– KaPy3141
    Aug 20 '20 at 16:57
  • 2
    $\begingroup$ I think it would be helpful to be more specific about what "epigenetic modifications/changes" are. People tend to fixate on methylation/histones, but there are perfectly good epigenetic circuits set up that are based only on transcription factors/protein components. The heritability of the different kinds, that's a different question. $\endgroup$ Aug 20 '20 at 17:01
  • $\begingroup$ Much better. Thanks! The word "generally" adds a lot, too. I've made some edits to include the author names and made the DOI a link. $\endgroup$
    – Bryan Krause
    Aug 20 '20 at 17:01

Epigenetic changes can only be passed directly onto the next generation when they occur in the cells that proliferate into the gametic cells (ovum and sperm cells).

There is some research with rat models that show the inheritance of epigenetic changes over several generations, so it´s possible.

(an example for cocaine-addiction: https://www.nature.com/articles/nn.3280)

The main protein family that participate in epigenetic regulation are the histone deacetylases (HDACs) and the histone acetyltransferases (HATs), which can modify proteins that bind to the DNA and thus control the expression and activity of genes, and these proteins can be influenced by environmental changes.

(Several types of cancer are thought to be caused/affected by the activity of HDACs that shut down tumor suppressor genes, and there are many medical studies focusing on chemotherapeutically inhibiting their function in cancer patients.)

This paper can give you a good overview: https://pubmed.ncbi.nlm.nih.gov/11420732/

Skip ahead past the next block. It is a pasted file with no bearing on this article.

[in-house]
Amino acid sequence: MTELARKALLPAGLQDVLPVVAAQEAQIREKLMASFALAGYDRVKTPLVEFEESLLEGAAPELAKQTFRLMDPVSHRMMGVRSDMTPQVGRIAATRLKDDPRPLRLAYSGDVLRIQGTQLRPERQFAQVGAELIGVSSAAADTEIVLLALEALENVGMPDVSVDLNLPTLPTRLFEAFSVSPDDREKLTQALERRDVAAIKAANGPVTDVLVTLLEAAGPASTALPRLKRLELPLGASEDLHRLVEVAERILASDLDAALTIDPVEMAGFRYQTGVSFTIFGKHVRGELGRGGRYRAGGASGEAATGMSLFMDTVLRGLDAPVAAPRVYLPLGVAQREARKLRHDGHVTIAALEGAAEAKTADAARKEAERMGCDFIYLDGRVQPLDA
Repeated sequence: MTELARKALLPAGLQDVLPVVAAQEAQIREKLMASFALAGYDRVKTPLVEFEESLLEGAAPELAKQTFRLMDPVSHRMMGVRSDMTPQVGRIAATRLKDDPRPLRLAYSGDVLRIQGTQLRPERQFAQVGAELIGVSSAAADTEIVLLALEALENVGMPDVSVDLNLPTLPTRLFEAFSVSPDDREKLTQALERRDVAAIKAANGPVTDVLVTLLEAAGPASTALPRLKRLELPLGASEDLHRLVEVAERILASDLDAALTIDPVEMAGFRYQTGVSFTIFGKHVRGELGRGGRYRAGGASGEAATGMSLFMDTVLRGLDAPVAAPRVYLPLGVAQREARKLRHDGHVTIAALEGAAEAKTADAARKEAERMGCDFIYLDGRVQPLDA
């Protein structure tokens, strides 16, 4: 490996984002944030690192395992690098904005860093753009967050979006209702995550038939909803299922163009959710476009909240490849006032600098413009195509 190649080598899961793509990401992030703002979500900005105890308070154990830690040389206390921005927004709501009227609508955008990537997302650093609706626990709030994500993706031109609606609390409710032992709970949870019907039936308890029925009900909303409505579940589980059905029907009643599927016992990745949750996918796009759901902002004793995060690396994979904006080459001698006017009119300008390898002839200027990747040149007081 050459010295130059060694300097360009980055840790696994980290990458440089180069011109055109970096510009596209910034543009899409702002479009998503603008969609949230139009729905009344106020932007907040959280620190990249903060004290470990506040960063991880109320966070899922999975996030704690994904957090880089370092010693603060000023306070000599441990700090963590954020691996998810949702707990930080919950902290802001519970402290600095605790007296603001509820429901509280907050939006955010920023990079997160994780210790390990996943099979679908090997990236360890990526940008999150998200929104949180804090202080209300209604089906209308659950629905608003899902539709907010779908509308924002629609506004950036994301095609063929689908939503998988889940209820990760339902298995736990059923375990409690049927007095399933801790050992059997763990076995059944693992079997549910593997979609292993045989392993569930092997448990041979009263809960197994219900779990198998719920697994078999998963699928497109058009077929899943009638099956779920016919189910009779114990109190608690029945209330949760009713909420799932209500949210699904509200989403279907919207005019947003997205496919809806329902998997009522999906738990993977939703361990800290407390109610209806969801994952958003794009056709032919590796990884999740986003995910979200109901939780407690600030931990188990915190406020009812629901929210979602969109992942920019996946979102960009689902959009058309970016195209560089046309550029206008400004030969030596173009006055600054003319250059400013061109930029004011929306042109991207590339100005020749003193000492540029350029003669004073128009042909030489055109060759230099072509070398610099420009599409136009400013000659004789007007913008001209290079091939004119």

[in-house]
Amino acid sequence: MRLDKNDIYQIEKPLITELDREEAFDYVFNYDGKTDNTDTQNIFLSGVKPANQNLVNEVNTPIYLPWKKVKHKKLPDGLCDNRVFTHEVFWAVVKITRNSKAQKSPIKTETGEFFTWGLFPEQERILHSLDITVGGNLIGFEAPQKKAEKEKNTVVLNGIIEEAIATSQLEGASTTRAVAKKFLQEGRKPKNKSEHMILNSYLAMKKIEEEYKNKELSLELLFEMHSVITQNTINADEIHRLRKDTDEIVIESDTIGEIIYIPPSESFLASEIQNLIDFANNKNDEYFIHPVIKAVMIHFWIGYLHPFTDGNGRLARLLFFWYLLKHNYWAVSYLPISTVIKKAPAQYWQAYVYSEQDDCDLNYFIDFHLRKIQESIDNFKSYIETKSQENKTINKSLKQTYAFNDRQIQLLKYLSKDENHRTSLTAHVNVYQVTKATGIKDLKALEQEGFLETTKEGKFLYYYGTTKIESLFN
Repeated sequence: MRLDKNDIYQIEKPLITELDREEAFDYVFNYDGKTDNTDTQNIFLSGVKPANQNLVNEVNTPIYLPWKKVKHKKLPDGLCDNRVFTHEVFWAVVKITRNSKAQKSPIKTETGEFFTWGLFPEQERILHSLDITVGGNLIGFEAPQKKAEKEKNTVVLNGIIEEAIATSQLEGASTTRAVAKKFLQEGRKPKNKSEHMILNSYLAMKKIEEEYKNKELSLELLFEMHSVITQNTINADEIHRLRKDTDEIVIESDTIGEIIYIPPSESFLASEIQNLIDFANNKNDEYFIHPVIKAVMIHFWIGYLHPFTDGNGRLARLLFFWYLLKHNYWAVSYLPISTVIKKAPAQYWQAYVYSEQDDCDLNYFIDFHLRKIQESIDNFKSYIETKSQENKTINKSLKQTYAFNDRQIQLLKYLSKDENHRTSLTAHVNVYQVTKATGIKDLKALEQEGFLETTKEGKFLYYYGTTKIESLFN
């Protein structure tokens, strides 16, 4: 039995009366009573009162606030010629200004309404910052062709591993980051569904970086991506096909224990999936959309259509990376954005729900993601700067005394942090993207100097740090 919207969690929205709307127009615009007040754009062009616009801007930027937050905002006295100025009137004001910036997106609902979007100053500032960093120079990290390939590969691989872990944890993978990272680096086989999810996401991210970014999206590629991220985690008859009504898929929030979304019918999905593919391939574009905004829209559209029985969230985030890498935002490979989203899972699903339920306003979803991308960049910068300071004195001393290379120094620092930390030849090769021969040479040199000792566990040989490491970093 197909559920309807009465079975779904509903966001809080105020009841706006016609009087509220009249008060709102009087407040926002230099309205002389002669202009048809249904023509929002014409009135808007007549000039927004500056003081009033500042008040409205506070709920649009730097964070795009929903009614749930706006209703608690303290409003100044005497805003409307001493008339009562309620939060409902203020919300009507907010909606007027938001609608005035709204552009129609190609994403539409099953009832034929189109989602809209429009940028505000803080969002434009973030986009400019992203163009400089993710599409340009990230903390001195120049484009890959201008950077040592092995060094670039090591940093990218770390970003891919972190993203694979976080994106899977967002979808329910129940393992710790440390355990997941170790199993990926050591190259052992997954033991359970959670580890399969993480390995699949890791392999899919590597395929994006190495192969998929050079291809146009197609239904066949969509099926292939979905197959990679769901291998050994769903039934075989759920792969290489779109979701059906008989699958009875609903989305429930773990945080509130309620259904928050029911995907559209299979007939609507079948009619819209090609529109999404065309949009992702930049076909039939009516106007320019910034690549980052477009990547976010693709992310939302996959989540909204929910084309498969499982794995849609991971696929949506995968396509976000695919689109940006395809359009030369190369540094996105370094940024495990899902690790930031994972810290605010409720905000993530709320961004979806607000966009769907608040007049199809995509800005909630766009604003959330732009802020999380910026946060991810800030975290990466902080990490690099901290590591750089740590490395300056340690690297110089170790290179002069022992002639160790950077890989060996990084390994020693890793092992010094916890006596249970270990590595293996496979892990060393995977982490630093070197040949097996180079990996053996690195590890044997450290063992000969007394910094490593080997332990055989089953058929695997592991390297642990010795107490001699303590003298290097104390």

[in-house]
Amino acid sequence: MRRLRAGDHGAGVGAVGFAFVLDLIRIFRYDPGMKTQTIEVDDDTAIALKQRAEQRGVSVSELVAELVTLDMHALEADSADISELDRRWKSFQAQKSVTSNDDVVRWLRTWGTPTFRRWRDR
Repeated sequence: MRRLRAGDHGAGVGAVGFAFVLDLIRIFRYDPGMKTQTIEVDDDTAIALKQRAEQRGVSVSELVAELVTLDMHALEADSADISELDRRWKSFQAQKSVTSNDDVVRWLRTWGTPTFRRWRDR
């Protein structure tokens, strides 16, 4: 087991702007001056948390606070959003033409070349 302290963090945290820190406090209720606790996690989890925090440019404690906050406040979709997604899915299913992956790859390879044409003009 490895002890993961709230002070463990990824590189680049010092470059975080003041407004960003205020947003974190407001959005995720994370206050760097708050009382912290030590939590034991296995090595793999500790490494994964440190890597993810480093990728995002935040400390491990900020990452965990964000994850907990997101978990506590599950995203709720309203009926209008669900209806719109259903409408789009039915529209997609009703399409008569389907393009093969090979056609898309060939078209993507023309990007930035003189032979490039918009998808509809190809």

Question 1: how many generations.

In one of the first description of transgenerational epigenetic inheritance, before any of the mechanisms were worked out, Woltereck found (my translation, caveat emptor) that he could find influences on both children and grandchildren of starvation in Daphnia (Figure 1).

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Figure 1. Daphnia head morphology response to starvation. Left: control animal (fed normally, parents and grandparents fed normally). Right: successive generations of descendants of starved animals. 1. Gen: child, 2. Gen: grandchild, 3. Gen: great-grandchild.

How common such epigenetic changes are is a huge subject of debate. Nutrition appears to be the big one- see also the Barker hypothesis in humans, especially in re: the Dutch Hunger Winter.

Question 2: don't know.

Question 3:

It's a thorny question! Woltereck and similar people were already arguing about whether these observations might be evidence for Lamarckian inheritance, e.g. inheritance of acquired characteristics. We've pretty much gotten rid of Lamarckian inheritance in favor of vanilla Darwinian inheritance via DNA, but people still argue about it, as e.g. here.